What’s commonly called a “tablet plan” is better described as a “data-only plan.” These plans provide a wireless internet connection via cell network to any capable device, including tablets and wireless hot spots. There aren’t too many data-only offerings available, but we’ve rounded up the best below.
Price is the primary factor in comparing tablet plans. However, if you’re outside a major metropolitan area, you may want a carrier with more widespread high-speed network coverage, like Verizon or AT&T. Also, if you already have a tablet, make sure it’s compatible with the network you’re bringing it to.
Postpaid tablet plans
|1GB or less||$14.99 (250MB)|
|2GB-3GB||$30 (2GB)||$30 (3GB)|
|4GB-5GB||$40 (4GB)||$50 (5GB)|
*Verizon's price includes the $10 per month device access fee for tablets.
T-Mobile offers a postpaid data-only service only through its unlimited data plan, T-Mobile One. That means you’ll have to sign up for cell phone service through T-Mobile One at $75 per month, and then add a data-only plan for your tablet at $25 per month.
Sprint does something similar, offering unlimited data on your tablet for an extra $30 per month, if you already have a Sprint cell phone plan. If you want just unlimited tablet data without another Sprint plan, the price jumps to $80 per month.
Under both T-Mobile’s and Sprint’s schemes, streaming video quality is restricted to standard definition. Sprint also allows 10GB of mobile hot spot data through your tablet.
Prepaid tablet plans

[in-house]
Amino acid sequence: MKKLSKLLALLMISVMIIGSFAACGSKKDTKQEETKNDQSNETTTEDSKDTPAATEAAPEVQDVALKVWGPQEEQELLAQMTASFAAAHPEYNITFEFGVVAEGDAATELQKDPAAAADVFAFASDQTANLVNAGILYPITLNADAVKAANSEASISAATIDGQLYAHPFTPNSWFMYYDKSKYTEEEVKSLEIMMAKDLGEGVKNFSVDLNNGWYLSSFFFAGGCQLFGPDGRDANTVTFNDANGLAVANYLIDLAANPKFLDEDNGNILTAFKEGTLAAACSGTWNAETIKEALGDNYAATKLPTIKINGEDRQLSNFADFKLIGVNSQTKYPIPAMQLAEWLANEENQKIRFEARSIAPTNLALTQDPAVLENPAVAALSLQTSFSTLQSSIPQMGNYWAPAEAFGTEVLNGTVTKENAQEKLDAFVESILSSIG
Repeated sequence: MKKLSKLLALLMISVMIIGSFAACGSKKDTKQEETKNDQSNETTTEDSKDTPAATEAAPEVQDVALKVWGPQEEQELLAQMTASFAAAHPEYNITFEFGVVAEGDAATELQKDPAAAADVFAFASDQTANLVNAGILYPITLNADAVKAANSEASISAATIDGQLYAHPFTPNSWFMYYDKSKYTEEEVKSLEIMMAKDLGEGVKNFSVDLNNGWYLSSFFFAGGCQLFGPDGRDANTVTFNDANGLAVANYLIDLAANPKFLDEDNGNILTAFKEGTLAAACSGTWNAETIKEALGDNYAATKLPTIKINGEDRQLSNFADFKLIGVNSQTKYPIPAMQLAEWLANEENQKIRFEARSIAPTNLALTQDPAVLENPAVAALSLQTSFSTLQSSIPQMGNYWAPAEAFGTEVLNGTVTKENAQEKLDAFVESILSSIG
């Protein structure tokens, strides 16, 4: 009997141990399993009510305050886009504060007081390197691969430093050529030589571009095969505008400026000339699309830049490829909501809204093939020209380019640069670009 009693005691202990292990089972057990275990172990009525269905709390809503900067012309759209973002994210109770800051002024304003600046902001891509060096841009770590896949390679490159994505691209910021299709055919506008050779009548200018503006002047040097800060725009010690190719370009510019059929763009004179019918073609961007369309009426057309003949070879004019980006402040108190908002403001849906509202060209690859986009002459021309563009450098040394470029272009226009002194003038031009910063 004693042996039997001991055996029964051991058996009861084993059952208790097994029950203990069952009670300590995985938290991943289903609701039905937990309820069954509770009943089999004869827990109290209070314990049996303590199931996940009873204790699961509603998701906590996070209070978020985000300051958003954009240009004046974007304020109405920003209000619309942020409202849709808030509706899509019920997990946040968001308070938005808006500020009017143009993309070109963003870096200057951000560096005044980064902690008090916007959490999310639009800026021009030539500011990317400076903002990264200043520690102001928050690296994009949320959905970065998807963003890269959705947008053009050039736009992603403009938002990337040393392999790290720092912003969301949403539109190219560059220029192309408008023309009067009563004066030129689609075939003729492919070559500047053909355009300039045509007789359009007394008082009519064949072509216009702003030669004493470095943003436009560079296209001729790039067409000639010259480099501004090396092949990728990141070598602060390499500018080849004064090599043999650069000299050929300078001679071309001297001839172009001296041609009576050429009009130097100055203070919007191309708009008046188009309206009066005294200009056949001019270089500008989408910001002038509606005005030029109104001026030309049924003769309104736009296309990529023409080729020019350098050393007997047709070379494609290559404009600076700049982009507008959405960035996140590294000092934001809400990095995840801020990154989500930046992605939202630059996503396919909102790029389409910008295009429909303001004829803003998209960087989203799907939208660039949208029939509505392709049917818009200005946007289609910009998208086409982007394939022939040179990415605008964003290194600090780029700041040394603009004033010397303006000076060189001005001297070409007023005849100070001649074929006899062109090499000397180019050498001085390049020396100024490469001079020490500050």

Data expires after one month unless otherwise marked.
|Verizon Prepaid||AT&T GoPhone||T-Mobile Prepaid||Straight Talk|
|1GB or less||$15 (500MB)†|
|2GB-3GB||$35 (2GB)*||$25 (2GB)||$20 (2GB)||$25 (2GB)|
|4GB-5GB||$60 (5GB)*||$50 (5GB)||$40 (4GB)*
|6GB-7GB||$35 (6GB)||$75 (7GB)*|
|10GB-11GB||$100 (10GB)*||$50 (10GB)|
†Data available for only one week.
Pay-as-you-go tablet plans
If you’re not a heavy data user but still want the convenience of using your device where Wi-Fi isn’t available, these pay-as-you-go plans make the most sense. Both Charge and Project Fi charge a flat rate for their data, while Ting charges based on tiers of usage. At low levels of 2 gigabytes or less, these plans can be more cost-effective than traditional offerings.
Charge’s data-only plan costs $3 per month. You can then use data at $13 per gigabyte. The cost of the data you use each month is subtracted from a prepaid account. Make sure your tablet is Sprint-compatible, since Charge operates on Sprint’s network. Most new tablets should be compatible.
Ting charges its customers for voice, text and data in separate tiers. That means if you want to use Ting as a data-only plan, you just treat it like one. The tiers are listed in detail here, but for a rough idea, 1GB is $16, 2GB is $20, and then every gigabyte after that is $10 each.
Google’s wireless service offers a free cellular data-only SIM card — so no talking or texting — and data downloads at $10 per gigabyte. However, this data-only option might not make sense unless you’re already on Project Fi. You can get a data-only SIM card only if you sign up for a regular Project Fi cell phone plan, which is $20 per month, plus data costs.
Stephen Layton is a staff writer at NerdWallet, a personal finance website. Email: firstname.lastname@example.org.
Updated June 26, 2017.